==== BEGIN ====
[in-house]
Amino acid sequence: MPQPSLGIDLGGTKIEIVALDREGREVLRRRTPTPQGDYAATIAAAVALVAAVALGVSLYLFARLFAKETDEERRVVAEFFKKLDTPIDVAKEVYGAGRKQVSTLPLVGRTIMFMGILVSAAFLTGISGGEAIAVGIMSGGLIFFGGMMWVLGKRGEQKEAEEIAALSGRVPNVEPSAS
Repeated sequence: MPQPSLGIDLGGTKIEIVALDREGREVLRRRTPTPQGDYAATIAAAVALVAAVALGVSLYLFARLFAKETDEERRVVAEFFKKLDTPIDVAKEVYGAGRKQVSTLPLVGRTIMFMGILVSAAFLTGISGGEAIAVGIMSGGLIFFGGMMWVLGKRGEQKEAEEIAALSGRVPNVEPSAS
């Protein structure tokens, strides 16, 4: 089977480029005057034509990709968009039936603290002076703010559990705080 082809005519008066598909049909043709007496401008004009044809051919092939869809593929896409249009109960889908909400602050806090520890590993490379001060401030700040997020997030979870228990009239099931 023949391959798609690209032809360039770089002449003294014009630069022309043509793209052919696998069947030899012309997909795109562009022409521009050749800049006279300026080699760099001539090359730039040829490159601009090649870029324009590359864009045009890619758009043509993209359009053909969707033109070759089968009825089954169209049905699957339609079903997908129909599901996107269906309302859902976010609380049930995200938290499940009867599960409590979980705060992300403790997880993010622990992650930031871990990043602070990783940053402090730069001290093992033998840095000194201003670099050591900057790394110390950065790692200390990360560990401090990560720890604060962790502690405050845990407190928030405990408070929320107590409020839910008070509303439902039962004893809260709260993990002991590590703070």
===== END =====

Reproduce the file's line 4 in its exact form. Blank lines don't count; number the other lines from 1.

């Protein structure tokens, strides 16, 4: 089977480029005057034509990709968009039936603290002076703010559990705080 082809005519008066598909049909043709007496401008004009044809051919092939869809593929896409249009109960889908909400602050806090520890590993490379001060401030700040997020997030979870228990009239099931 023949391959798609690209032809360039770089002449003294014009630069022309043509793209052919696998069947030899012309997909795109562009022409521009050749800049006279300026080699760099001539090359730039040829490159601009090649870029324009590359864009045009890619758009043509993209359009053909969707033109070759089968009825089954169209049905699957339609079903997908129909599901996107269906309302859902976010609380049930995200938290499940009867599960409590979980705060992300403790997880993010622990992650930031871990990043602070990783940053402090730069001290093992033998840095000194201003670099050591900057790394110390950065790692200390990360560990401090990560720890604060962790502690405050845990407190928030405990408070929320107590409020839910008070509303439902039962004893809260709260993990002991590590703070």